In the news this week, Lincoln historian and lifetime member of the AHA David Herbert Donald passed away at the age of 88. In other news, the Second Latin American Economic History Congress will be held in 2010 in Mexico City. On the topic of education, we link to articles on a new book from the University of Chicago (Becoming Historians), a different take on how to rank colleges, and arguments for the importance of the humanities. Then, read about the digitization of historical treasures, historic vessels in San Francisco, mapping sounds, and fifty years of style. Then, just for fun, peruse antique typewriters, see a snapshot of 2009, and if you’ve been rejected recently, find out what good company you keep.
- Lincoln historian David Herbert Donald dies
David Herbert Donald, Lincoln historian, Pulitzer Prize winner, and life member of the AHA, passed away this past Sunday at the age of 88. Check back on the AHA blog for a longer post on his life and death.
- Second Latin American Economic History Congress
The Second Latin American Economic History Congress (CLADHE-II) will take place in Mexico City from February 3 to 5, 2010. The congress will offer a forum to debate on-going economic history research from Latin America and the Iberian Peninsula, as well as to discuss global and comparative perspectives with other regions.
- ‘Becoming Historians’
How do historians become historians? That’s the question answered in the essays of Becoming Historians, just published by the University of Chicago Press. In this Inside Higher Ed interview co-editors James M. Banner Jr. and John R. Gillis respond to questions about the book.
- Education Experts Offer Alternatives to College Rankings
The Association of American Colleges and Universities stresses the importance of and need for implementing new standards when ranking colleges—standards that move beyond traditional standardized test scores, for instance. “Called Liberal Education and America’s Promise (LEAP), this framework includes electronic portfolios and other outcomes that can document student success and help refine higher education practices.”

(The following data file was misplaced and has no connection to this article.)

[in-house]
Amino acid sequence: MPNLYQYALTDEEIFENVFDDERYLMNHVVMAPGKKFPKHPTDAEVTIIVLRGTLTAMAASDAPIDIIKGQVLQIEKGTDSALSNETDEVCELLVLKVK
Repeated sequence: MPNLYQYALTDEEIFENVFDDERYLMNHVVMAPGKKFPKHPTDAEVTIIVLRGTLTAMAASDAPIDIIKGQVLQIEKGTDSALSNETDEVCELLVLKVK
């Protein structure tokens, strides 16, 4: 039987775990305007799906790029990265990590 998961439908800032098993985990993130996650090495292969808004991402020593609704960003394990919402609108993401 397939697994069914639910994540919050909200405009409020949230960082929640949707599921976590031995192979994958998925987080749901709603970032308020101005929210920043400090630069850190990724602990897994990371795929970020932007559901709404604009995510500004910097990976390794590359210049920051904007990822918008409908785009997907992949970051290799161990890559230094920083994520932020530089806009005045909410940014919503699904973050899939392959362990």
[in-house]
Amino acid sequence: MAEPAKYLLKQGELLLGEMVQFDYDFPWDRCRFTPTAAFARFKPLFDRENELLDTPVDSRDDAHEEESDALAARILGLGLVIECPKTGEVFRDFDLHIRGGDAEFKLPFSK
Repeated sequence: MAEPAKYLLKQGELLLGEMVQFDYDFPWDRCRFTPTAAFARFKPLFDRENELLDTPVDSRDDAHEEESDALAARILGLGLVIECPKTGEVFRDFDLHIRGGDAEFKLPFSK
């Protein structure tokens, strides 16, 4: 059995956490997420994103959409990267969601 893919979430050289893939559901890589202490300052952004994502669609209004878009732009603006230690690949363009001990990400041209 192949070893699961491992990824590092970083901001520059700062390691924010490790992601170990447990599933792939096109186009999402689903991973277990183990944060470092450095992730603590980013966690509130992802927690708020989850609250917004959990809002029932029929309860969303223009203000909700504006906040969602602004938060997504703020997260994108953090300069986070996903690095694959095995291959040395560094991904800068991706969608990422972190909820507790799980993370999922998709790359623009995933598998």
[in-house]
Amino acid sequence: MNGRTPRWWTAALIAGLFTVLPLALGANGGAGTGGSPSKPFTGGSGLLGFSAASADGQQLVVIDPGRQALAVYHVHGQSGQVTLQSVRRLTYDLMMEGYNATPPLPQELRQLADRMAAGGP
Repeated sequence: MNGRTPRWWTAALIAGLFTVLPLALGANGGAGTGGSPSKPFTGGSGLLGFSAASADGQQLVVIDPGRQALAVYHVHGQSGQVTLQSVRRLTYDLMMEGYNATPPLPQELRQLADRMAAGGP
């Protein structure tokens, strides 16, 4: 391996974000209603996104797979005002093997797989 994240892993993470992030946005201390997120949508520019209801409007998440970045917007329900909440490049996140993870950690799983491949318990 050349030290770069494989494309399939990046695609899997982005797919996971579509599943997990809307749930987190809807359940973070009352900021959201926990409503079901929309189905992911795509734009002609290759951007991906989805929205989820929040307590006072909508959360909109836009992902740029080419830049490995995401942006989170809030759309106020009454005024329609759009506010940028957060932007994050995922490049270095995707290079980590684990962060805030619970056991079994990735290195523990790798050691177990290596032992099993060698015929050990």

- In Defense of the Liberal Arts
Lane Wallace offers three points to support the argument that a degree in the humanities is still valuable. Since the “humanities now account for only 8% of all college degrees,” Wallace argues that “proponents are having to work harder than ever to justify the worth of a humanities, or liberal arts, course of study.”
- The Next Age of Discovery
The Wall Street Journal on the race to digitize crumbling historical treasures.
- Maritime History in San Francisco
“The San Francisco Bay Area has an amazing collection of historic vessels – floating pieces of history – that range from an aircraft carrier that plucked astronauts from the Pacific to a replica of a humble Chinese junk used to fish for shrimp in the bay.” The article also includes a list of ships and other maritime vessels to visit in and around the San Francisco area, such as the Pampanito, a World War II submarine, and the Lightship Relief, a colorful vessel that functioned as a floating lighthouse.
- Mapping Historic Sounds at the British Library
Larry Cebula, at his Northwest History blog, talks about an interesting online project from the British Library that maps accents, dialects, and sounds.
- Style Mavens
The Smart Set, an online magazine from Drexel University, celebrates the 50th anniversary of Strunk and White’s The Elements of Style.
- Antique Typewriters – The Martin Howard Collection
A visually stunning collection of typewriters from the 1800s.
- The Universe in 2009
An interesting and interactive time-capsule-like look at the world in 2009.
- 30 famous authors whose works were rejected (repeatedly, and sometimes rudely) by publishers
If you’ve had a book rejected by a publisher, or have just been the recipient of painful criticism, checkout this list of famous authors who overcame rejection to be huge successes. Hat tip.
Contributors: David Darlington, Elisabeth Grant, Vernon Horn, Miriam Hauss, Arnita A. Jones, and Jessica Pritchard.